Benefit concert for Ukraine to take place in Amsterdam on 24 February
The concert, whose proceeds go towards purchasing food, medication and other essential needs, will profile Ukrainian musical traditions
A Solidarity and Benefit concert for Ukraine will take place on 24 February in the 17th-century Lutherse Kerk in Amsterdam, commemorating one year since the start of the war.
Organised by the University of Amsterdam, the Davidsbündler Music Academy and the University of New Europe, the concert will feature several Ukrainian musicians. Among them are the singer Maryana Golovchenko, the percussionist Konstantyn Napolov and students from the Davidsbündler Music Academy, including 9-year-old Yulianna Beziazychna (pictured), one of the Academy's youngest talents. Other performers include the pianist Anna Nebaba, the violinist Rosanne Philippens and the Mischa Maisky trio (cellist Mischa, pianist Lily and violinist Sascha Maisky), who will play works by Ukrainian composers in a programme profiling Ukrainian musical traditions.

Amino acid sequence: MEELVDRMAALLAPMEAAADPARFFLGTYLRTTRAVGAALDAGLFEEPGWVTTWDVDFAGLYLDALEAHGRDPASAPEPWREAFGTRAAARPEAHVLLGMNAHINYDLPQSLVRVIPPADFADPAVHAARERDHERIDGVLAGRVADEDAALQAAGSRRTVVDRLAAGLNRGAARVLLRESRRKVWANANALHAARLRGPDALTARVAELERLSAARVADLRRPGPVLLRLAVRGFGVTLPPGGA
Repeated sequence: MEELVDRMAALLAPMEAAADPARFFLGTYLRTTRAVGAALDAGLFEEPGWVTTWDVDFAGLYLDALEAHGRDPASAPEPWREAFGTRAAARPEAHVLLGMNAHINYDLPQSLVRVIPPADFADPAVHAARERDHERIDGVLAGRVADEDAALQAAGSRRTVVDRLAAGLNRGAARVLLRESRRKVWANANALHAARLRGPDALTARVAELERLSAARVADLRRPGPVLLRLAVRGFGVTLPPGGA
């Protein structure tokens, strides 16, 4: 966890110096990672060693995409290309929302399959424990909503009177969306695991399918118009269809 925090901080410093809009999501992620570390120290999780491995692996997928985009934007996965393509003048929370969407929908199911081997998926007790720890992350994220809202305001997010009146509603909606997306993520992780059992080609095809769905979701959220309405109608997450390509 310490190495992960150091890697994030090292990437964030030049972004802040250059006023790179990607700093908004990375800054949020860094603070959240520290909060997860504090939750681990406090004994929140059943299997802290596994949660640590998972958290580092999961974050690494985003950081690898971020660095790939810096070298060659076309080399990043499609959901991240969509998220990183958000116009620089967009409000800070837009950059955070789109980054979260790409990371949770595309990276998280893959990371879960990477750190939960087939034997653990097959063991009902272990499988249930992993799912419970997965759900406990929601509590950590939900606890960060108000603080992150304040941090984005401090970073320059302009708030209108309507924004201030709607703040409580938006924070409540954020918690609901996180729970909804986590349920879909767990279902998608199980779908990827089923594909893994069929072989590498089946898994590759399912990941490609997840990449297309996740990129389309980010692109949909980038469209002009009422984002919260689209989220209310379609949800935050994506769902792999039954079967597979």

450 people can attend live and the event will also be livestreamed, with 75% of the proceeds from ticket revenue and donations transferred to the Medical and Humanitarian Aid programme of Ukraine's official fundraising initiative (UNITED24), to purchase food, medication and other essential needs. The remaining 25% will be used to grant scholarships to talented Ukrainian children who have had to flee their country with their mothers and are now continuing their music education at the Davidsbündler Music Academy in the Hague. Tickets cost €50 (€15 for students) and there is also an option to donate additional amounts on the ticket page. Admission is free, however, for Ukrainian refugees.
Tickets to the concert and the livestream are available here: www.eventbrite.com/e/tickets-solidarity-benefit-concert-for-ukraine-522528515857
Hannah Nepilova is a regular contributor to BBC Music Magazine. She has also written for The Financial Times, The Times, The Strad, Gramophone, Opera Now, Opera, the BBC Proms and the Philharmonia, and runs The Cusp, an online magazine exploring the boundaries between art forms. Born to Czech parents, she has a strong interest in Czech music and culture.